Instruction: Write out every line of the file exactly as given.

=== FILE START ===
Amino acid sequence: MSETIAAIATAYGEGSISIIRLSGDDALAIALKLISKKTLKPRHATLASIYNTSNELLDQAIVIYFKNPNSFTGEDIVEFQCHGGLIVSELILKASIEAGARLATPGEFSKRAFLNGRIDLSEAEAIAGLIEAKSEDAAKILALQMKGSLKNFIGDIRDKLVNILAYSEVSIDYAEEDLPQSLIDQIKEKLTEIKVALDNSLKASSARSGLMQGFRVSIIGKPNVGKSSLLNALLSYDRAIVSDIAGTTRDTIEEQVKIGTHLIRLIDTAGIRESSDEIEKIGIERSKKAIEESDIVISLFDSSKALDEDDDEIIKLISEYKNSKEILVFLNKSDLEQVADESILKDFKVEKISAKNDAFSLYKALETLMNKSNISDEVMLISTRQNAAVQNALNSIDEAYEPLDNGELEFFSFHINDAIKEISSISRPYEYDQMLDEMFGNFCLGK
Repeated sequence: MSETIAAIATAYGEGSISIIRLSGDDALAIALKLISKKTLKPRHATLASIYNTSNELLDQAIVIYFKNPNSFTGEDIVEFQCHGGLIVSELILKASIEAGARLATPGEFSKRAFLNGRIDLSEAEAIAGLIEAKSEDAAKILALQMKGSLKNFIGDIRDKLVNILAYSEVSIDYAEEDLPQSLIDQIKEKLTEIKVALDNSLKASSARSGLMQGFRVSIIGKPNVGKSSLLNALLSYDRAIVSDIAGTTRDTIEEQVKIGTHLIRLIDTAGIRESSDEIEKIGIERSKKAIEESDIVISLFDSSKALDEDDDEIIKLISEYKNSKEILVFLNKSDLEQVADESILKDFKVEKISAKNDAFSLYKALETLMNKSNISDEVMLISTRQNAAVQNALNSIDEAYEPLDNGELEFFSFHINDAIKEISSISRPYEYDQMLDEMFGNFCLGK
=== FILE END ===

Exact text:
Amino acid sequence: MSETIAAIATAYGEGSISIIRLSGDDALAIALKLISKKTLKPRHATLASIYNTSNELLDQAIVIYFKNPNSFTGEDIVEFQCHGGLIVSELILKASIEAGARLATPGEFSKRAFLNGRIDLSEAEAIAGLIEAKSEDAAKILALQMKGSLKNFIGDIRDKLVNILAYSEVSIDYAEEDLPQSLIDQIKEKLTEIKVALDNSLKASSARSGLMQGFRVSIIGKPNVGKSSLLNALLSYDRAIVSDIAGTTRDTIEEQVKIGTHLIRLIDTAGIRESSDEIEKIGIERSKKAIEESDIVISLFDSSKALDEDDDEIIKLISEYKNSKEILVFLNKSDLEQVADESILKDFKVEKISAKNDAFSLYKALETLMNKSNISDEVMLISTRQNAAVQNALNSIDEAYEPLDNGELEFFSFHINDAIKEISSISRPYEYDQMLDEMFGNFCLGK
Repeated sequence: MSETIAAIATAYGEGSISIIRLSGDDALAIALKLISKKTLKPRHATLASIYNTSNELLDQAIVIYFKNPNSFTGEDIVEFQCHGGLIVSELILKASIEAGARLATPGEFSKRAFLNGRIDLSEAEAIAGLIEAKSEDAAKILALQMKGSLKNFIGDIRDKLVNILAYSEVSIDYAEEDLPQSLIDQIKEKLTEIKVALDNSLKASSARSGLMQGFRVSIIGKPNVGKSSLLNALLSYDRAIVSDIAGTTRDTIEEQVKIGTHLIRLIDTAGIRESSDEIEKIGIERSKKAIEESDIVISLFDSSKALDEDDDEIIKLISEYKNSKEILVFLNKSDLEQVADESILKDFKVEKISAKNDAFSLYKALETLMNKSNISDEVMLISTRQNAAVQNALNSIDEAYEPLDNGELEFFSFHINDAIKEISSISRPYEYDQMLDEMFGNFCLGK